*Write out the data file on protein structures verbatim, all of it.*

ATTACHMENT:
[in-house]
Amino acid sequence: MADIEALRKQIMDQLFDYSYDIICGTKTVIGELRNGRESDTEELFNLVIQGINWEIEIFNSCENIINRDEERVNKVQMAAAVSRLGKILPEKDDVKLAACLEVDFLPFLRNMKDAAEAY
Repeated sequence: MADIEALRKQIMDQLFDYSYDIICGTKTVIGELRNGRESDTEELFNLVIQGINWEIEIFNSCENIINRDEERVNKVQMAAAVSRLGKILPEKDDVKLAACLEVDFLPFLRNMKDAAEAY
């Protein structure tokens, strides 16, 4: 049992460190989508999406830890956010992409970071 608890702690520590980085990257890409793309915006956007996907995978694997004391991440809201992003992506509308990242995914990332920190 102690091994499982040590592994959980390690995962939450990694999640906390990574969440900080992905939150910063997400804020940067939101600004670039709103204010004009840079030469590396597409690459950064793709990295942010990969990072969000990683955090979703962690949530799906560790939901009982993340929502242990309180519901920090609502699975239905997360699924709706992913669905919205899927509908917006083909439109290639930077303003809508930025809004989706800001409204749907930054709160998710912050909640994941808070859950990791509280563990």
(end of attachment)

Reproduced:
[in-house]
Amino acid sequence: MADIEALRKQIMDQLFDYSYDIICGTKTVIGELRNGRESDTEELFNLVIQGINWEIEIFNSCENIINRDEERVNKVQMAAAVSRLGKILPEKDDVKLAACLEVDFLPFLRNMKDAAEAY
Repeated sequence: MADIEALRKQIMDQLFDYSYDIICGTKTVIGELRNGRESDTEELFNLVIQGINWEIEIFNSCENIINRDEERVNKVQMAAAVSRLGKILPEKDDVKLAACLEVDFLPFLRNMKDAAEAY
């Protein structure tokens, strides 16, 4: 049992460190989508999406830890956010992409970071 608890702690520590980085990257890409793309915006956007996907995978694997004391991440809201992003992506509308990242995914990332920190 102690091994499982040590592994959980390690995962939450990694999640906390990574969440900080992905939150910063997400804020940067939101600004670039709103204010004009840079030469590396597409690459950064793709990295942010990969990072969000990683955090979703962690949530799906560790939901009982993340929502242990309180519901920090609502699975239905997360699924709706992913669905919205899927509908917006083909439109290639930077303003809508930025809004989706800001409204749907930054709160998710912050909640994941808070859950990791509280563990």